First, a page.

The truth of an utterance depends on various factors. Usually these factors are assumed to be: the meaning of the sentence uttered, the context in which the utterance was made, and the way things are in the world. Recently, however, a number of cases have been discussed where there seems to be reason to think that the truth of an utterance is not yet fully determined by these three factors, and that truth must therefore depend on a further factor. The most prominent examples include utterances about values, utterances attributing knowledge, utterances that state that something is probable or epistemically possible, and utterances about the contingent future. In these cases, some have argued, the standard picture needs to be modified to admit extra truth-determining factors, and there is further controversy about the exact role of any such extra factors. With contributions from some of the key figures in the contemporary debate on relativism this book is about a topic that is the focus of much traditional and current interest: whether truth is relative to standards of taste, values, or subjective informational states.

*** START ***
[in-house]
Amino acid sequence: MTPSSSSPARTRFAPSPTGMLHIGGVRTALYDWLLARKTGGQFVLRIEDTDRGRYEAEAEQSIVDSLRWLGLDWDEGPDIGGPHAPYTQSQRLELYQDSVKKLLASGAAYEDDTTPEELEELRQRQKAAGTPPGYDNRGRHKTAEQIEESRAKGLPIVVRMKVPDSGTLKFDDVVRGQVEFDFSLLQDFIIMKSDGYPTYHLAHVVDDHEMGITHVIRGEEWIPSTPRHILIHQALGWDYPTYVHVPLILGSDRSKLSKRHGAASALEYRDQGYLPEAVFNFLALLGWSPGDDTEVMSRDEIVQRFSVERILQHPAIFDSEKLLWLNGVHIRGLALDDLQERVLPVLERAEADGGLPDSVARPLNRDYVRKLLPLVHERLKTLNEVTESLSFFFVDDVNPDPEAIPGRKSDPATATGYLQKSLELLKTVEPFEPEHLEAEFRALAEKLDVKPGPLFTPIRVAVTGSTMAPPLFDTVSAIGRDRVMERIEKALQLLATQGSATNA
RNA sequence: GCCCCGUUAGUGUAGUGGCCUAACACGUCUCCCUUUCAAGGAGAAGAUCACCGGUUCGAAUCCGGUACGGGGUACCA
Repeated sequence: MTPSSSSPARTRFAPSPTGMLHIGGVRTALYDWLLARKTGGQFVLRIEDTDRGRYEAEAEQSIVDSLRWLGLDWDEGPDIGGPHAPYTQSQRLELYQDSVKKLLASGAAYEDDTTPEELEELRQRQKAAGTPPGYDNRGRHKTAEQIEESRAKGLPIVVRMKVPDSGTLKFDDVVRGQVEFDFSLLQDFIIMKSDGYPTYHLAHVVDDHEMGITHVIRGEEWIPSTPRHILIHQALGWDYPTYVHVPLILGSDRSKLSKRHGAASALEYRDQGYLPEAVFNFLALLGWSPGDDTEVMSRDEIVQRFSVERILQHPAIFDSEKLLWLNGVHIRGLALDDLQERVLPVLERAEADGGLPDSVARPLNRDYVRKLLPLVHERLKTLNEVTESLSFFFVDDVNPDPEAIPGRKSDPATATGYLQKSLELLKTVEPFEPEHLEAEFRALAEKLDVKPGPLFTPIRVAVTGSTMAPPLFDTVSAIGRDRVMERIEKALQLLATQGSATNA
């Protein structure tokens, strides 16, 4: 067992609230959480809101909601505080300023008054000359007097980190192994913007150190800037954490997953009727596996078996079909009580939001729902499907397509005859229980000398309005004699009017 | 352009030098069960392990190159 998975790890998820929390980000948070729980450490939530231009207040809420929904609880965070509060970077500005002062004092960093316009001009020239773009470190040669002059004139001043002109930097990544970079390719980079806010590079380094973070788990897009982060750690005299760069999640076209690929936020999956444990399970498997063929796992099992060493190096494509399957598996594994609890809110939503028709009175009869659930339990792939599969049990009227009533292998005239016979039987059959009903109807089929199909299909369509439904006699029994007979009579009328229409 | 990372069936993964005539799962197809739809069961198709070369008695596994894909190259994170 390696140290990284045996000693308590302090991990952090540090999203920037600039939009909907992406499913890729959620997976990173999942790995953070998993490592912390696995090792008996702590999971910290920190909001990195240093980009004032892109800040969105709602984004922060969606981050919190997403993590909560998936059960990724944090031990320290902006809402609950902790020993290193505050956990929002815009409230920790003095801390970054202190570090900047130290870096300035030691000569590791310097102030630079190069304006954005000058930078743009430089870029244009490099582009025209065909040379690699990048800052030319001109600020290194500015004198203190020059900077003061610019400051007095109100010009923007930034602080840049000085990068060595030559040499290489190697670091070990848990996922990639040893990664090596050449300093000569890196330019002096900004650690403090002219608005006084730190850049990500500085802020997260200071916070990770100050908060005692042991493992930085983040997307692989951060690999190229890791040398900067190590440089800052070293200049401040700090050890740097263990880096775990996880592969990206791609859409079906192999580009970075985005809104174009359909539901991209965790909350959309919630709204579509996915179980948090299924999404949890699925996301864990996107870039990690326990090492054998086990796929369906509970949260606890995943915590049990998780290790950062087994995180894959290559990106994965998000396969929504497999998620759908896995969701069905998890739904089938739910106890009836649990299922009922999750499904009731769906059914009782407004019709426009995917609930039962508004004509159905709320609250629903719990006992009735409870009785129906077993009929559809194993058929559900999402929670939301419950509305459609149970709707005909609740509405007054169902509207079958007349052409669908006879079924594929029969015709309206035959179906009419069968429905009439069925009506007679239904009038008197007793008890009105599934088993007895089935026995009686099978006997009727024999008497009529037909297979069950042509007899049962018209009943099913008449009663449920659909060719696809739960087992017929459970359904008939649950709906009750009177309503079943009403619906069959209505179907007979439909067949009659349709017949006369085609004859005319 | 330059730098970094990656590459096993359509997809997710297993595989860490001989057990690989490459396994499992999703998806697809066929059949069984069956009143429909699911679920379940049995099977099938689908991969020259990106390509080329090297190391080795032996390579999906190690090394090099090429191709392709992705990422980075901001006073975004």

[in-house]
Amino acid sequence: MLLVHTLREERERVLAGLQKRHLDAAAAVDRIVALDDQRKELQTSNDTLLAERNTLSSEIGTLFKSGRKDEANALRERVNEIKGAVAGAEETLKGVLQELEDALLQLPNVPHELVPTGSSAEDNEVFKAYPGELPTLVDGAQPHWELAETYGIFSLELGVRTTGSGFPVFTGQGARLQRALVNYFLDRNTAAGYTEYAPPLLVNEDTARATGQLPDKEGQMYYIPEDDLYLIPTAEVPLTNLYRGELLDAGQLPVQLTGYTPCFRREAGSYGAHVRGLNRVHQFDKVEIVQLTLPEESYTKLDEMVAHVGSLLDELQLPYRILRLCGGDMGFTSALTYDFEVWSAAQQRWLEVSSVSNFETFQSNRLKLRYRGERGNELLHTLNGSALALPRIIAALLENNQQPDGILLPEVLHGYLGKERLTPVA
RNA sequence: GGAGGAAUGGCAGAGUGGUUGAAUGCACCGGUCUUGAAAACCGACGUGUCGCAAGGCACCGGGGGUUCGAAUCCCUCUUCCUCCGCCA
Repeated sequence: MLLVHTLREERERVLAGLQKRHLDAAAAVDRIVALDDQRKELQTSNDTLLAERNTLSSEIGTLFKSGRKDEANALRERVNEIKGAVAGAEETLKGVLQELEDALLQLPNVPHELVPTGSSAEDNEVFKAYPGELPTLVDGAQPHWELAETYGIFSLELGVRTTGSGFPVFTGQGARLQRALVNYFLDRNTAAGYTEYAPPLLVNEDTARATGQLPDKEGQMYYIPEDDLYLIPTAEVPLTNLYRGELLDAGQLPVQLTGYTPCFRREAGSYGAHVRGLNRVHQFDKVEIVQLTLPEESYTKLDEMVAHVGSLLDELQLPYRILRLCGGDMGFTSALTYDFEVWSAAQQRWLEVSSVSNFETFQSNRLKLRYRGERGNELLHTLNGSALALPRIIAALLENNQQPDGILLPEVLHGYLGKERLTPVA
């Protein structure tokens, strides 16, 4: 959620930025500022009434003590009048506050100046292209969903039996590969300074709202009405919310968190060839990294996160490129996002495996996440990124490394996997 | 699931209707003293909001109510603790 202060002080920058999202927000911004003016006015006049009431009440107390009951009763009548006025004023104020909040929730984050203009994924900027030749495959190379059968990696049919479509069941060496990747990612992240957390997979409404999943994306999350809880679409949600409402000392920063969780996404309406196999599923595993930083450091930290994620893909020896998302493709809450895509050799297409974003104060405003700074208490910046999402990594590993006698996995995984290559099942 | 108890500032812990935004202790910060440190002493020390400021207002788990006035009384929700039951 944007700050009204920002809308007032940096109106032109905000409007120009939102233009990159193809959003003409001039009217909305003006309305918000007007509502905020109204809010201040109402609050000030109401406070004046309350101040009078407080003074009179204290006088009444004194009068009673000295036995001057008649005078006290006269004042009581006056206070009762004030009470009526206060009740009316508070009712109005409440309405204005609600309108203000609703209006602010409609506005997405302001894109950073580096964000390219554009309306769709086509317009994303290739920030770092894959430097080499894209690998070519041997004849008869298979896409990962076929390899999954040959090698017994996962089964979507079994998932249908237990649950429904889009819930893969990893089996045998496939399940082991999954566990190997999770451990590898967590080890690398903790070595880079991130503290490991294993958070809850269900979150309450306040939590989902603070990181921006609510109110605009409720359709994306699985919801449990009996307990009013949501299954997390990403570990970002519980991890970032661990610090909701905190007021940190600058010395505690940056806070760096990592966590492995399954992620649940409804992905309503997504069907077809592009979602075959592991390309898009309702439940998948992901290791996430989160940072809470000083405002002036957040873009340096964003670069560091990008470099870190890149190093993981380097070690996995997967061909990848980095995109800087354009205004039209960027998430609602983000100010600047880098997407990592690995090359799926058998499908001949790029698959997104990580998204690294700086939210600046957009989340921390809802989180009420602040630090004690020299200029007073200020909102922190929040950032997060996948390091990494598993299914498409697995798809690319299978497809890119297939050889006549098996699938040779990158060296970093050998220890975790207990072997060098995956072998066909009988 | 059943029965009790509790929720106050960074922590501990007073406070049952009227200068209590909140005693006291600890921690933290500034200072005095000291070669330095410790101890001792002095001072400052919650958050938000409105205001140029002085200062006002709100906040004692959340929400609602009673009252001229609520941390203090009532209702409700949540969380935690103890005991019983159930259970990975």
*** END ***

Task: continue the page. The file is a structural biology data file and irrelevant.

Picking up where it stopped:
It is an issue in the philosophy of language, but one with important connections to other areas of philosophy, such as meta-ethics, metaphysics, and epistemology.